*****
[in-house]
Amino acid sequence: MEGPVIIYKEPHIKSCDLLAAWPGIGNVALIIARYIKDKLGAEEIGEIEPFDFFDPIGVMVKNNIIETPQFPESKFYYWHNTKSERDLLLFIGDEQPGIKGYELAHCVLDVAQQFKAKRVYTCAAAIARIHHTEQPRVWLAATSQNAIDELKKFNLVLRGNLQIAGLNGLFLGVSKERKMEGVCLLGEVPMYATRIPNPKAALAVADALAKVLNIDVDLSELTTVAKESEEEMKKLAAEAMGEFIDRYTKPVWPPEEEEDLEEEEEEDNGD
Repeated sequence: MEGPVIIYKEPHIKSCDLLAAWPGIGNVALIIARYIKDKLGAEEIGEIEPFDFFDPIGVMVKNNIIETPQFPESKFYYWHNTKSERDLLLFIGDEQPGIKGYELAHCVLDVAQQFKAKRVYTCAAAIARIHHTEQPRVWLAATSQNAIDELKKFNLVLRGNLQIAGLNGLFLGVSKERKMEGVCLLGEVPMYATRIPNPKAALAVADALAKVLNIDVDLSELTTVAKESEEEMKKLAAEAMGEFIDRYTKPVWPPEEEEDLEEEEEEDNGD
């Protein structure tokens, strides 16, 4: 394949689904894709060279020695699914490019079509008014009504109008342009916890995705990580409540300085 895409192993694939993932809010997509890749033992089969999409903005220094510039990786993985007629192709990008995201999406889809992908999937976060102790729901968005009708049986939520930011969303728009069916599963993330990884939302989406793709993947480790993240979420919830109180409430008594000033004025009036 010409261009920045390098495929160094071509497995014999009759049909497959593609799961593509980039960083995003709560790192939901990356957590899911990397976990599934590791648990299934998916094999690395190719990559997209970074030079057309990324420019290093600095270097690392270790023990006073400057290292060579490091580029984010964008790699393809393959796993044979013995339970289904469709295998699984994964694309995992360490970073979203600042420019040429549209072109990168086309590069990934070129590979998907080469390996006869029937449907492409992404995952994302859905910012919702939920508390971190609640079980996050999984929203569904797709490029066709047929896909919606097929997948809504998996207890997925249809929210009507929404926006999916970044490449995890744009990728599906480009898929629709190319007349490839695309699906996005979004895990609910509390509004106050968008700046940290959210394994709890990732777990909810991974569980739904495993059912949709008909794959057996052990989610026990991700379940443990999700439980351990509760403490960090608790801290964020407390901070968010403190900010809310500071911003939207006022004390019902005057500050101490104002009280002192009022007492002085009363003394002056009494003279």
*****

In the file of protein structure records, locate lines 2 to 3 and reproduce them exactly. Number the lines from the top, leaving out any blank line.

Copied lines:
Amino acid sequence: MEGPVIIYKEPHIKSCDLLAAWPGIGNVALIIARYIKDKLGAEEIGEIEPFDFFDPIGVMVKNNIIETPQFPESKFYYWHNTKSERDLLLFIGDEQPGIKGYELAHCVLDVAQQFKAKRVYTCAAAIARIHHTEQPRVWLAATSQNAIDELKKFNLVLRGNLQIAGLNGLFLGVSKERKMEGVCLLGEVPMYATRIPNPKAALAVADALAKVLNIDVDLSELTTVAKESEEEMKKLAAEAMGEFIDRYTKPVWPPEEEEDLEEEEEEDNGD
Repeated sequence: MEGPVIIYKEPHIKSCDLLAAWPGIGNVALIIARYIKDKLGAEEIGEIEPFDFFDPIGVMVKNNIIETPQFPESKFYYWHNTKSERDLLLFIGDEQPGIKGYELAHCVLDVAQQFKAKRVYTCAAAIARIHHTEQPRVWLAATSQNAIDELKKFNLVLRGNLQIAGLNGLFLGVSKERKMEGVCLLGEVPMYATRIPNPKAALAVADALAKVLNIDVDLSELTTVAKESEEEMKKLAAEAMGEFIDRYTKPVWPPEEEEDLEEEEEEDNGD